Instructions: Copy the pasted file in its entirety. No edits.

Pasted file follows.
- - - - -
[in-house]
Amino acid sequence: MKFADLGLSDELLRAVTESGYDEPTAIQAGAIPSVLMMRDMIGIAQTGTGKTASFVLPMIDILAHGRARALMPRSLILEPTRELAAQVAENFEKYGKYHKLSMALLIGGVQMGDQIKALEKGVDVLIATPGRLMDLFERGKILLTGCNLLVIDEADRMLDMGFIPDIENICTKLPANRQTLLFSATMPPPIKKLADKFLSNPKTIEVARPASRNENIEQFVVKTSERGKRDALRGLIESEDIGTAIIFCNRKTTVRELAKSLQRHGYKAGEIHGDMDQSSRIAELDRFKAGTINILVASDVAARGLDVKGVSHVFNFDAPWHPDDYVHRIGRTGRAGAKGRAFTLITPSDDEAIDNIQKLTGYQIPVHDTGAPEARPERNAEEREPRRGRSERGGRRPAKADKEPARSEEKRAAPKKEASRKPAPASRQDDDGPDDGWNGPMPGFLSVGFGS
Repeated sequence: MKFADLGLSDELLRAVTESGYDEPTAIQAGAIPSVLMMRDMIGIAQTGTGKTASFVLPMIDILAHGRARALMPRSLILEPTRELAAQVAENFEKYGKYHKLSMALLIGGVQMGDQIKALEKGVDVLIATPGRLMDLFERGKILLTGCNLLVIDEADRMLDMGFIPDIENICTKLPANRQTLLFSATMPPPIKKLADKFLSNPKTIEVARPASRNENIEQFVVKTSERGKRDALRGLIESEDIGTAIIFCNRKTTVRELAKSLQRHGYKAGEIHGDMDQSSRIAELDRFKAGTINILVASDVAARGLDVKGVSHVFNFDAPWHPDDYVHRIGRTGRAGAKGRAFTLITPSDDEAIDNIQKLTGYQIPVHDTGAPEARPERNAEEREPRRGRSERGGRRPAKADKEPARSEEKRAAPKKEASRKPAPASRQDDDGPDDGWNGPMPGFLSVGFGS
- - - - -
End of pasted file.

[in-house]
Amino acid sequence: MKFADLGLSDELLRAVTESGYDEPTAIQAGAIPSVLMMRDMIGIAQTGTGKTASFVLPMIDILAHGRARALMPRSLILEPTRELAAQVAENFEKYGKYHKLSMALLIGGVQMGDQIKALEKGVDVLIATPGRLMDLFERGKILLTGCNLLVIDEADRMLDMGFIPDIENICTKLPANRQTLLFSATMPPPIKKLADKFLSNPKTIEVARPASRNENIEQFVVKTSERGKRDALRGLIESEDIGTAIIFCNRKTTVRELAKSLQRHGYKAGEIHGDMDQSSRIAELDRFKAGTINILVASDVAARGLDVKGVSHVFNFDAPWHPDDYVHRIGRTGRAGAKGRAFTLITPSDDEAIDNIQKLTGYQIPVHDTGAPEARPERNAEEREPRRGRSERGGRRPAKADKEPARSEEKRAAPKKEASRKPAPASRQDDDGPDDGWNGPMPGFLSVGFGS
Repeated sequence: MKFADLGLSDELLRAVTESGYDEPTAIQAGAIPSVLMMRDMIGIAQTGTGKTASFVLPMIDILAHGRARALMPRSLILEPTRELAAQVAENFEKYGKYHKLSMALLIGGVQMGDQIKALEKGVDVLIATPGRLMDLFERGKILLTGCNLLVIDEADRMLDMGFIPDIENICTKLPANRQTLLFSATMPPPIKKLADKFLSNPKTIEVARPASRNENIEQFVVKTSERGKRDALRGLIESEDIGTAIIFCNRKTTVRELAKSLQRHGYKAGEIHGDMDQSSRIAELDRFKAGTINILVASDVAARGLDVKGVSHVFNFDAPWHPDDYVHRIGRTGRAGAKGRAFTLITPSDDEAIDNIQKLTGYQIPVHDTGAPEARPERNAEEREPRRGRSERGGRRPAKADKEPARSEEKRAAPKKEASRKPAPASRQDDDGPDDGWNGPMPGFLSVGFGS